Harami Pattern & Harami Cross

The harami pattern, also known as an inside bar, requires two candlesticks to complete the formation—however, the harami pattern, or inside bar, the weakest of the reversal patterns.

The harami pattern is a formation with a small body that fits entirely into a large body candle. This pattern is indicative of the reversion of the trend, and its importance grows if the formation appears after a prolonged trend. The harami cross is a particular case of the harami pattern; the pattern consists of almost identical opening and closing levels.

The Doji Pattern

The doji pattern appears when the trend moves in an exhaustion stage. This pattern is characterized by a vanishing body, where the session’s open and close prices are almost identical.

The importance of a doji grows after an extended uptrend or downtrend. If following a doji, it appears an engulfing pattern, the possibility of a potential reversal move will increase.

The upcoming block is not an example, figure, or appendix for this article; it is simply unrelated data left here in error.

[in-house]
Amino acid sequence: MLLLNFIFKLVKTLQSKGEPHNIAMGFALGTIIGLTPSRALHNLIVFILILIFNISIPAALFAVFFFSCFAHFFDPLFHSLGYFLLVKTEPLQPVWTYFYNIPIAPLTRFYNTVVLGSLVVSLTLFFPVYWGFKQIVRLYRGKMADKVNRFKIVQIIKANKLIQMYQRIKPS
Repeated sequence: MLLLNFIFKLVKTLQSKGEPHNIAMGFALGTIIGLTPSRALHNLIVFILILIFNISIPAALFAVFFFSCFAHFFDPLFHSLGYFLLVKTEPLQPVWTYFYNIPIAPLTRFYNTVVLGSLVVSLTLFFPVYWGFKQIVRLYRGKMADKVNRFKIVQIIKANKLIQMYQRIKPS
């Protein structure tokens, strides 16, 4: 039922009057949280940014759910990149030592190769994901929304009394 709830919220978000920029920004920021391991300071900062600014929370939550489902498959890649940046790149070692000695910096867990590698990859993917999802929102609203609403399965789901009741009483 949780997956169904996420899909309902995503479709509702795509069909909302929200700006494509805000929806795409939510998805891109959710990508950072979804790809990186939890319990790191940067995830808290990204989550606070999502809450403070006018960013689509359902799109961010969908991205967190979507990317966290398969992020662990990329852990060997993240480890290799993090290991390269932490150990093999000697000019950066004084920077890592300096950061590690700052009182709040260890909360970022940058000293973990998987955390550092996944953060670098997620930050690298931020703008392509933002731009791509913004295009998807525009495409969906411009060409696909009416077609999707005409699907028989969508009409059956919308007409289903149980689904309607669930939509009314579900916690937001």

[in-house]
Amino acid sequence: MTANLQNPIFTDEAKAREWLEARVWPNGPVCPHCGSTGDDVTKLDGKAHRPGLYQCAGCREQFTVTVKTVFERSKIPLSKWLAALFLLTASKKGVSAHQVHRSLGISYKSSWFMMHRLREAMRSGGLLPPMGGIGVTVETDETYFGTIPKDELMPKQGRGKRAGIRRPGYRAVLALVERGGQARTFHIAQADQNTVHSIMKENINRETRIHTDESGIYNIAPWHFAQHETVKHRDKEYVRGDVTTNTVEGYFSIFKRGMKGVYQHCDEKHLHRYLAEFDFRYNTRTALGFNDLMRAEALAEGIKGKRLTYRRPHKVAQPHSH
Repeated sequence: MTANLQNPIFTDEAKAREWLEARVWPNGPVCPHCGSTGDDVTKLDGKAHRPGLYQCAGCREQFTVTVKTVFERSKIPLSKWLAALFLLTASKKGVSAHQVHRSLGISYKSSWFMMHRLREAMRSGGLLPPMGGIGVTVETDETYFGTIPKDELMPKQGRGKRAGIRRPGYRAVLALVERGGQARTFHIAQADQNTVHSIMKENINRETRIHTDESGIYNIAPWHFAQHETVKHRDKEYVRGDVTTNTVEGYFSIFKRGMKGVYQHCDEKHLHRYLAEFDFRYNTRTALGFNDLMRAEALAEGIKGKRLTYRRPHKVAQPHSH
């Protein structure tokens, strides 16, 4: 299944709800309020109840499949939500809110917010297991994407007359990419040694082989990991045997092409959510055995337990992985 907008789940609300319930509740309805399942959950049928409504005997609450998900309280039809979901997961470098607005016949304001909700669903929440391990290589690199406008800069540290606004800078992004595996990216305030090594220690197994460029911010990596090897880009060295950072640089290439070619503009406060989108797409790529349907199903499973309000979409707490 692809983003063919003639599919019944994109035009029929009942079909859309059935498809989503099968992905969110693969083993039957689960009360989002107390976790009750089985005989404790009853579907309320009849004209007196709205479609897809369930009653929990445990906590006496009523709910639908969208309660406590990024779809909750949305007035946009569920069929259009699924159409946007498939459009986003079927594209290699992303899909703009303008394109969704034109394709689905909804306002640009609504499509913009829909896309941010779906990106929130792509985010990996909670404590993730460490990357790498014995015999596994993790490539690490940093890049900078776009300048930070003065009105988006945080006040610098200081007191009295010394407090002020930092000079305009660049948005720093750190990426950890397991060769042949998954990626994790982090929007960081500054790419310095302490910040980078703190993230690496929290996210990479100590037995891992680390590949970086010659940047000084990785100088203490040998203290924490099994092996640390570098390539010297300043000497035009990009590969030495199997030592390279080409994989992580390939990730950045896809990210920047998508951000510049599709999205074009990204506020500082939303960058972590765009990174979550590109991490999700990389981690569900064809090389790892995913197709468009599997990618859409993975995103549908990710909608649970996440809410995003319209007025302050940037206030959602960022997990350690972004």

Piercing Pattern and Dark-Cloud Cover

The piercing formation has similarities with the bullish engulfing pattern and is characterized by its appearance at the bottom of a downtrend. The main difference from the bullish engulfing pattern is that the bullish candle on the Piercing Pattern does not fully cover the previous candlestick. Instead, it closes above the 50% level.

The dark cloud cover is a bearish reversal formation. In this case, the bearish candle is a big body candlestick that covers at least 50% of the previous trading session’s candle. The strength of the reversal signal will be stronger, as more extension is covered.

Morning Star and Evening Star

The star candlestick pattern is a formation where a price gap separates a small body candle from the body of the previous candlestick. The star could be a doji or a narrow range candle. This formation warns the market analyst of an imminent reversion of the trend.